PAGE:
Despite the good news that cigarette smoking is decreasing among young people, over 2.5 million middle and high school students used electronic cigarettes (e-cigarettes) in 2022. This is a concern because any tobacco use among young people—whether smoked, smokeless, or electronic—is unsafe. Nicotine is addictive and can harm the developing brain.

In addition to monitoring tobacco use among young people, CDC helps parents, educators, health care providers, and other youth influencers understand and talk to young people about the dangers of tobacco products. CDC’s activities include:

  • Developing easy-to-understand materials using the best available science.
  • Using digital and social media platforms to create and deliver information where young people and youth influencers seek information.
  • Working with all 50 states and the District of Columbia to support state and community activities to prevent use of emerging tobacco products, including e-cigarettes, among adolescents and young adults.
Nicotine can harm student's learning, mood, and attention. Learn more at

Examples of Our Impact

  • In 2023, CDC’s Emerging Tobacco Products Communication Initiative placed national paid ads on the risks of youth e-cigarette use on digital and social media platforms. These ads can help educators talk with middle and high school students about e-cigarettes and nicotine addiction and encourage them to avoid or quit vaping. Ads were placed on Internet search engines, Facebook, Instagram, X (formerly known as Twitter), Pinterest, and LinkedIn. Animated videos about youth vaping were also placed on social media platforms.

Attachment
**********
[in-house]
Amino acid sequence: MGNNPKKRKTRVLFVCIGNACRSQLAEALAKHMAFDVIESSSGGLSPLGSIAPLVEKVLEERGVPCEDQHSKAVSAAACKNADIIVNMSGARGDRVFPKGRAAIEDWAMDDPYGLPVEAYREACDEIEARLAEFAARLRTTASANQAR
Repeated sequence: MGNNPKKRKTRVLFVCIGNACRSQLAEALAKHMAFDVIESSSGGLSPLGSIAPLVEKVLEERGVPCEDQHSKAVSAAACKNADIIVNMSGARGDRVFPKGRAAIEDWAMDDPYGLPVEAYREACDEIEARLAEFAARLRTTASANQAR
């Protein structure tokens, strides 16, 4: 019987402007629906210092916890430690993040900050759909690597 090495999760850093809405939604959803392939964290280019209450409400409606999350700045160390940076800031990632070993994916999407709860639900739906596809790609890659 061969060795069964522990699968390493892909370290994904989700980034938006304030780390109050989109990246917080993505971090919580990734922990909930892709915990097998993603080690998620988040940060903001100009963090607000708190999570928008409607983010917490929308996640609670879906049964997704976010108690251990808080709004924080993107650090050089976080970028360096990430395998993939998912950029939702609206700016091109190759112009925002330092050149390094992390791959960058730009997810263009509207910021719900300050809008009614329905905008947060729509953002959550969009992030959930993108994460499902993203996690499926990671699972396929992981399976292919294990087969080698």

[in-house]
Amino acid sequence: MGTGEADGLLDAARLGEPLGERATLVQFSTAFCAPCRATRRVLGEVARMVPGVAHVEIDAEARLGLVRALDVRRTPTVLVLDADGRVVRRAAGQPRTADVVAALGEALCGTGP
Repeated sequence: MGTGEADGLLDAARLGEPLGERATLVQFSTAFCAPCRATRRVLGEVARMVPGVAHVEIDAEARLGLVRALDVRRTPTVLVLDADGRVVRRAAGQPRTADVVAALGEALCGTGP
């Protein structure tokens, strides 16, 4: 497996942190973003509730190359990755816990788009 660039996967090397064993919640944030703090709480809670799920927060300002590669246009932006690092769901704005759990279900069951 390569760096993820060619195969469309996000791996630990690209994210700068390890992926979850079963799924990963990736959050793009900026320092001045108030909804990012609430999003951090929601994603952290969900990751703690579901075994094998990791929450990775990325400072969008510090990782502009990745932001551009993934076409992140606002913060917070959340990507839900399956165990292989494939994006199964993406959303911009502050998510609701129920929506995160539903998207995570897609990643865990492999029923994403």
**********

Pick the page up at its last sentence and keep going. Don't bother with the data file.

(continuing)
• CDC partnered with the American Academy of Pediatrics to develop and publish Youth Tobacco Cessation: Considerations for Clinicians. This resource guides pediatric health clinicians in screening patients for tobacco use and providing support to help them quit.

Health Equity Highlight: Tobacco-Free Campuses at Mental Health and Substance Use Treatment Facilities

The Challenge:

In 2020, 23.1% of adults with a mental health condition reported past-month cigarette smoking, compared to 14.5% of adults with no mental health condition.

CDC’s Approach:

With CDC support, 47 states are using interventions to reduce smoking among people with behavioral health conditions by increasing tobacco use screening, tobacco cessation treatment access, and tobacco-free policies at facilities. See People With Mental Health Conditions for more information.